Tuesday, September 15, 2009
SSRN Tax Faculty Rankings
Theodore P. Seto (Loyola-L.A.) has updated his ranking of the Top 25 U.S. Law School Tax Faculties, as measured by the number of SSRN downloads (through 8/19/09):
For purpose of Ted’s analysis, a tax professor is initially defined as any full-time law professor at a U.S. law school (1) self-identifying with one of the tax categories in the AALS faculty listing, (2) who has posted at least one tax or tax-related article in abstract or full text on SSRN. Paul Caron’s listing of new hires and lateral transfers is also reflected. Further corrections are made as requested. As is true of Paul Caron’s ranking of individual tax professors, downloads of all SSRN postings of any tax professor, so defined, are then tallied. Articles co-authored by members of a single faculty are counted only once towards that faculty’s tally.
For more on the use of SSRN downloads in law school rankings, see Bernard S. Black & Paul L. Caron, Ranking Law Schools: Using SSRN to Measure Scholarly Performance, 81 Ind. L.J. 83 (2006).
I wonder if you would share with your readers some of the work on the rather serious limits of SSRN downloads as a ranking system. For example, they tend vastly to exaggerate the significance of social science-oriented scholarship (as the name suggests) over other areas. In my experience they also discriminate heavily against women and minority faculty: of the top 40 or so "all time" top SSRN downloaders [in all subjects] virtually none were women, which seems counter to logic and persuasiveness. Finally and most obviously, the downloads say nothing about the quality of the article, or its later influence. There has been work on this cited on various blogs that your readers might be interested in (or reminded of).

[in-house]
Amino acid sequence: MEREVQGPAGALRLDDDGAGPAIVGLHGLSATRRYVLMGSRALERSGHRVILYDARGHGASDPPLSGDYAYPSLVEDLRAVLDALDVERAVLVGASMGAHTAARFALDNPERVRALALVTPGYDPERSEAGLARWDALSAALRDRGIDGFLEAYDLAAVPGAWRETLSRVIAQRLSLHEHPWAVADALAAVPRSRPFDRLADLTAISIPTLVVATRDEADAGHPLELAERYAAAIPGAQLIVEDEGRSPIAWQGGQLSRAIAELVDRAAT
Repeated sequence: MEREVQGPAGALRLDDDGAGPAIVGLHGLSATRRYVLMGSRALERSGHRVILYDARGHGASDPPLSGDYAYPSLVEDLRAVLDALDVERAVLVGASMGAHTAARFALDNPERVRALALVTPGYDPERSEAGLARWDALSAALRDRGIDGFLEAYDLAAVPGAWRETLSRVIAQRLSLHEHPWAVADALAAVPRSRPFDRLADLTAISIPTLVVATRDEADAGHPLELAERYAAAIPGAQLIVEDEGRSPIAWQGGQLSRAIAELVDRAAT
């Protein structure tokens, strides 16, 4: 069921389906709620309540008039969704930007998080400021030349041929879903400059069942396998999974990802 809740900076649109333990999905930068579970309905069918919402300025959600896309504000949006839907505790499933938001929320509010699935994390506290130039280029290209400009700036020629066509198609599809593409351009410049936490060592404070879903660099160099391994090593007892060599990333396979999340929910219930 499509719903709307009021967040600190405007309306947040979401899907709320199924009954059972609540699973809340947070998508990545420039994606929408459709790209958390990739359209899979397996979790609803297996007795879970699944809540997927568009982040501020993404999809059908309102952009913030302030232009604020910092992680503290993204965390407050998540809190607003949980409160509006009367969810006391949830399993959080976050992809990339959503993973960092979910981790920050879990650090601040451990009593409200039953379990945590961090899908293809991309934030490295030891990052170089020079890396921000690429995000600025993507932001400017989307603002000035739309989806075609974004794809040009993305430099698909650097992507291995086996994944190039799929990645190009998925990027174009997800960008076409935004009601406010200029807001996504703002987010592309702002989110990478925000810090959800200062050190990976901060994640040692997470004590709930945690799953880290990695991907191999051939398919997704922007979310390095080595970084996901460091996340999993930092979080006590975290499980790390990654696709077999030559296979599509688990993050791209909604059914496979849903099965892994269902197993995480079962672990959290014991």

Posted by: Michael A. Livingston | Sep 15, 2009 10:08:49 AM
As I have written before I am not a fan of SSRN rankings or those who draw inferences from them about quality or anything else other than the ability of SSRN to count. Still, except for the individual rankings it seems like these outcomes are dependent on the number of tax faculty at a school. How about taking two additional steps? Remove from the total non tax articles and then divide by the total number of tax faculty at that school.
Posted by: Jeff | Sep 18, 2009 6:07:10 AM